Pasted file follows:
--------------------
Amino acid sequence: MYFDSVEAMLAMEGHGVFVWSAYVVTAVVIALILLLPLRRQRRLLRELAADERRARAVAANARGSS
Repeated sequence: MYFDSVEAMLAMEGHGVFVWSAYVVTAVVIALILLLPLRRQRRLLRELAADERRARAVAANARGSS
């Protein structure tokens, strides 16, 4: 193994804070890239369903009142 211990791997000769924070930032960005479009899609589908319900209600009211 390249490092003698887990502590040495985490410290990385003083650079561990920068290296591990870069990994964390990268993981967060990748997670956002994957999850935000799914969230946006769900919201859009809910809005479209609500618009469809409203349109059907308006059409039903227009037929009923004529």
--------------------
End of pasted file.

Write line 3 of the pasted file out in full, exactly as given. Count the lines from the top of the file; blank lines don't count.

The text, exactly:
């Protein structure tokens, strides 16, 4: 193994804070890239369903009142 211990791997000769924070930032960005479009899609589908319900209600009211 390249490092003698887990502590040495985490410290990385003083650079561990920068290296591990870069990994964390990268993981967060990748997670956002994957999850935000799914969230946006769900919201859009809910809005479209609500618009469809409203349109059907308006059409039903227009037929009923004529």